I'm trying to run an install script that requires java to be installed and the JAVA_HOME environment variable to be set.

I've set JAVA_HOME in /etc/profile and also in a file I've called java.sh in /etc/profile.d. I can echo $JAVA_HOME and get the correct response and I can even sudo echo $JAVA_HOME and get the correct response.

In the install.sh I'm trying to run, I inserted an echo $JAVA_HOME. When I run this script without sudo I see the java directory; when I run the script with sudo it is blank.

Any ideas why this is happening?

I'm running CentOS.

  • I have also experienced this issue running Ubuntu 14.04, both proposed answers worked for me
    – laconbass
    May 21, 2015 at 13:59

2 Answers 2


For security reasons, sudo may clear environment variables which is why it is probably not picking up $JAVA_HOME. Look in your /etc/sudoers file for env_reset.

From man sudoers:

env_reset   If set, sudo will reset the environment to only contain the following variables: HOME, LOGNAME, PATH, SHELL, TERM, and USER (in addi-
           tion to the SUDO_* variables).  Of these, only TERM is copied unaltered from the old environment.  The other variables are set to
           default values (possibly modified by the value of the set_logname option).  If sudo was compiled with the SECURE_PATH option, its value
           will be used for the PATH environment variable.  Other variables may be preserved with the env_keep option.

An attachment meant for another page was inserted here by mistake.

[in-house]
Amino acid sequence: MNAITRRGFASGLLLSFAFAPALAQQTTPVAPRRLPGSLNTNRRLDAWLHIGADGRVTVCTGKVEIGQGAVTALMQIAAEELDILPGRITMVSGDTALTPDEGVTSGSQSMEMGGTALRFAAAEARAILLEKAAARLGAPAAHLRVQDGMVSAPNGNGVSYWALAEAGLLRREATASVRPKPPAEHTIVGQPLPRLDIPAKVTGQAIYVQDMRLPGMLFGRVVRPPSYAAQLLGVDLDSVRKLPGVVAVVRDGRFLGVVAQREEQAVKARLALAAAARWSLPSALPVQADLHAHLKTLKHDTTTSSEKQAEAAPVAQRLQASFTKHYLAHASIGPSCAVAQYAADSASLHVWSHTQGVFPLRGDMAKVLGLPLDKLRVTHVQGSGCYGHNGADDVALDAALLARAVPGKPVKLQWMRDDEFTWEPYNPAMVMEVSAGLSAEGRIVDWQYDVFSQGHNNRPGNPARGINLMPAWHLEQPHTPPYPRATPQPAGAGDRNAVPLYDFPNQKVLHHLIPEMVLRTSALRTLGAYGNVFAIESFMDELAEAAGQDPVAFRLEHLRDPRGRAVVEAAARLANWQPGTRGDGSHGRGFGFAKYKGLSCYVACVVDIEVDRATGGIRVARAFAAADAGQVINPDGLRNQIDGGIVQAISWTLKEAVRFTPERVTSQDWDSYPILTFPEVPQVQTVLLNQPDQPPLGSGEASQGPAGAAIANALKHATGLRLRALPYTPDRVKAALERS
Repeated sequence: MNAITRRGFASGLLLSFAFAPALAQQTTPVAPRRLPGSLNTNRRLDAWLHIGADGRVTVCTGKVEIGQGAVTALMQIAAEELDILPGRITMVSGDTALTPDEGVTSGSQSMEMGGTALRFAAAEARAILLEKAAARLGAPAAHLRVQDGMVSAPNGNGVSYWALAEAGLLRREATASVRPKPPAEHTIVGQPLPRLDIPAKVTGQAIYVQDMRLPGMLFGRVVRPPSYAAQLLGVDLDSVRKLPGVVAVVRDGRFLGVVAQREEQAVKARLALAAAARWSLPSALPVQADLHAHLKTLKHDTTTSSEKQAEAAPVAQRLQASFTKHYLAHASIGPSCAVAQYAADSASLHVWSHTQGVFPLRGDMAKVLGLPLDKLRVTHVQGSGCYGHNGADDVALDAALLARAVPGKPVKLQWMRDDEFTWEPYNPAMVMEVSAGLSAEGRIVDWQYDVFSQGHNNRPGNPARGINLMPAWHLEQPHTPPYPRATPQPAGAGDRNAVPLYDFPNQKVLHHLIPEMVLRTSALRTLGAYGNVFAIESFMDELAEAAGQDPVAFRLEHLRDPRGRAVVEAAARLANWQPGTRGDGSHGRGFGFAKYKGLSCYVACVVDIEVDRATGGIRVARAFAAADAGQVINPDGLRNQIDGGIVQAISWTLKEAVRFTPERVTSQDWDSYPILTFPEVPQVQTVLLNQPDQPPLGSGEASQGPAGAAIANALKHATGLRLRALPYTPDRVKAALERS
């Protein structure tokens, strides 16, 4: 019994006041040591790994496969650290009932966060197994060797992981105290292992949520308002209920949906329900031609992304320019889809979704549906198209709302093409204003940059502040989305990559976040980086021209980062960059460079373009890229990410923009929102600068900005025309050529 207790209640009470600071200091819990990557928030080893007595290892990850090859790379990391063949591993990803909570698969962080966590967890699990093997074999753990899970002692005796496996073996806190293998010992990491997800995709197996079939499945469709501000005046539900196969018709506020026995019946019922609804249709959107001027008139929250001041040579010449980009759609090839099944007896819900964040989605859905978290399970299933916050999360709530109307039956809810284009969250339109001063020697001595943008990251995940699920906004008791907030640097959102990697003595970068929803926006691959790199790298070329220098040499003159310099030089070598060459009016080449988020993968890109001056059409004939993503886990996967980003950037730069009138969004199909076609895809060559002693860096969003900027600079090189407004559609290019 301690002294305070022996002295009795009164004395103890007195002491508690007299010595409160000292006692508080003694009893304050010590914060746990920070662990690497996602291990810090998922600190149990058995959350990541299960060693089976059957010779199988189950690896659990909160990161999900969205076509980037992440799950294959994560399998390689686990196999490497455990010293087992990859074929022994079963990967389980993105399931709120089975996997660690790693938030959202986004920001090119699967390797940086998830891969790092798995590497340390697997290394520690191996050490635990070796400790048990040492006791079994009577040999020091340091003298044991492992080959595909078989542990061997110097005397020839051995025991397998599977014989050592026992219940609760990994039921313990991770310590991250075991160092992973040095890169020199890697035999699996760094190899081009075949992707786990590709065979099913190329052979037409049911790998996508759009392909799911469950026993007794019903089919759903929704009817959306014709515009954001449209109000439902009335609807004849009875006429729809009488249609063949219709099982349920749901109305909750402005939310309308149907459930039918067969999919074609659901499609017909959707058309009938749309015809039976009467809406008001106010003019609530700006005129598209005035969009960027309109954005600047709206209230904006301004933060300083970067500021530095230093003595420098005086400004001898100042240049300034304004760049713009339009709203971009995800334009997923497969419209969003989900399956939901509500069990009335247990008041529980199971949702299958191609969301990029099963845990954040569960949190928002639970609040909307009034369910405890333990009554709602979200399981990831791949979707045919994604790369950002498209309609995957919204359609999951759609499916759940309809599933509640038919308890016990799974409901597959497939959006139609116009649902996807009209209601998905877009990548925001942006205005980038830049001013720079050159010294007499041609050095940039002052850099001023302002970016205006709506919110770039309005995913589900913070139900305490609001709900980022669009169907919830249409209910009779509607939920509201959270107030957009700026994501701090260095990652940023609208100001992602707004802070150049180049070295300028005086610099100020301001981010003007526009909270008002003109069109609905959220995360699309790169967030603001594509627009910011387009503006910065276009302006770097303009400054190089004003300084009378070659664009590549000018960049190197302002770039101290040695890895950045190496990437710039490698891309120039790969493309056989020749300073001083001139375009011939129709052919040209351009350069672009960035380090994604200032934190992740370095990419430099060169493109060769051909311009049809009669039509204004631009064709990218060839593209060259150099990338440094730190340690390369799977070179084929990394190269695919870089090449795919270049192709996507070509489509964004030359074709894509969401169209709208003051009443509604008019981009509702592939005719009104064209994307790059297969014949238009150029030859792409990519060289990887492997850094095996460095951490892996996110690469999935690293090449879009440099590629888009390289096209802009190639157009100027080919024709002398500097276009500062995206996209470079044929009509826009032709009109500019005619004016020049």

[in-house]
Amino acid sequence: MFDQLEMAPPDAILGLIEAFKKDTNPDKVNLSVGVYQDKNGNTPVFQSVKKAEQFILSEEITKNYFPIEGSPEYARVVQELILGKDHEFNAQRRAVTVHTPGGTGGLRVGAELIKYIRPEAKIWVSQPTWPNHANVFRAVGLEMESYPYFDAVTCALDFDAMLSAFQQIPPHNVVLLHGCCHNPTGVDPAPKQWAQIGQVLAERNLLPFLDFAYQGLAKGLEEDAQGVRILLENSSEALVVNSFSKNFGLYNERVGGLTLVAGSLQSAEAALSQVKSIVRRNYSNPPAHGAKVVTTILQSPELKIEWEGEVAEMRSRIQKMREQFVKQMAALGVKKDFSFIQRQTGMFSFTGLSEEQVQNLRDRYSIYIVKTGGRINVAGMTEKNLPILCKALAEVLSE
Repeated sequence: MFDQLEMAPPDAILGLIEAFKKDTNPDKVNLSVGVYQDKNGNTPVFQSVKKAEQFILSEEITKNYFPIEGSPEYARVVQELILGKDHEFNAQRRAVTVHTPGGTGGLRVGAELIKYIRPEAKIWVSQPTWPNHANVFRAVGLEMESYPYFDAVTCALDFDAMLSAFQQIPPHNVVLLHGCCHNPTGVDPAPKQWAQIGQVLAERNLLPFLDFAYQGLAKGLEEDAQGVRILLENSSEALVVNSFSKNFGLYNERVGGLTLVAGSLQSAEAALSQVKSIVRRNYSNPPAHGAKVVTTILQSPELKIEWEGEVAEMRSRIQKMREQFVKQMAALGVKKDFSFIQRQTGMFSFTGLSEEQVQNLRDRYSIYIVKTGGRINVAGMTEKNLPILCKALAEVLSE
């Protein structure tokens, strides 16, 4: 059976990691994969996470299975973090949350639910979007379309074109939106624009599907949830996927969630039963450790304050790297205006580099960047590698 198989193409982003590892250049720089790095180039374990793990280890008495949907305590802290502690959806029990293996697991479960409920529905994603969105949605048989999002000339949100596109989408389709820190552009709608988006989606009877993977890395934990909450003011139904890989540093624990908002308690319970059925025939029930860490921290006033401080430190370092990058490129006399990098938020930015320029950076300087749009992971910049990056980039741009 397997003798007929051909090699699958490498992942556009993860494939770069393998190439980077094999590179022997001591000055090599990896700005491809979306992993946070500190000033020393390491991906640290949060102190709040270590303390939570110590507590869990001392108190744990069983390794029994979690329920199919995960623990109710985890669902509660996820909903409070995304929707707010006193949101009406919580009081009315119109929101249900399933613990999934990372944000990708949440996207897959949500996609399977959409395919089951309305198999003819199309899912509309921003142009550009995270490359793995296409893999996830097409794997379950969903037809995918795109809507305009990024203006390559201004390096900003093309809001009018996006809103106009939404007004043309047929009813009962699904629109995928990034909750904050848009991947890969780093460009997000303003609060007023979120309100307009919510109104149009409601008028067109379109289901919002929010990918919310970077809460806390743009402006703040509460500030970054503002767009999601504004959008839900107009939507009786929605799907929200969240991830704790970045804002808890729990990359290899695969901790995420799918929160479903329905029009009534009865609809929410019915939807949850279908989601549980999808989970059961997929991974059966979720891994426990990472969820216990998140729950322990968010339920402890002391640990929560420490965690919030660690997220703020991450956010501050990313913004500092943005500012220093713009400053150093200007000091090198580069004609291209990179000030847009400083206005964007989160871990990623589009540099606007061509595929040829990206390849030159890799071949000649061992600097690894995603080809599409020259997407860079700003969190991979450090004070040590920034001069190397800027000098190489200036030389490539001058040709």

env_keep    Environment variables to be preserved in the user's environment when the env_reset option is in effect.  This allows fine-grained con-
           trol over the environment sudo-spawned processes will receive.  The argument may be a double-quoted, space-separated list or a single
           value without double-quotes.  The list can be replaced, added to, deleted from, or disabled by using the =, +=, -=, and ! operators
           respectively.  This list has no default members.

So, if you want it to keep JAVA_HOME, add it to env_keep:

Defaults   env_keep += "JAVA_HOME"

Alternatively, set JAVA_HOME in root's ~/.bash_profile.

  • 2
    Yea, that was it. Had no idea one could do that. Thanks!
    – Josh
    Jan 19, 2011 at 16:23

Run sudo with the -E (preserve environment) option (see the man file), or put JAVA_HOME in the install.sh script.

  • 1
    The -E option is not available in CentOS.
    – Zubin
    May 5, 2011 at 20:40
  • Thanks for -E, great tip.
    – Asinus Rex
    Oct 17, 2022 at 13:25

You must log in to answer this question.

Not the answer you're looking for? Browse other questions tagged .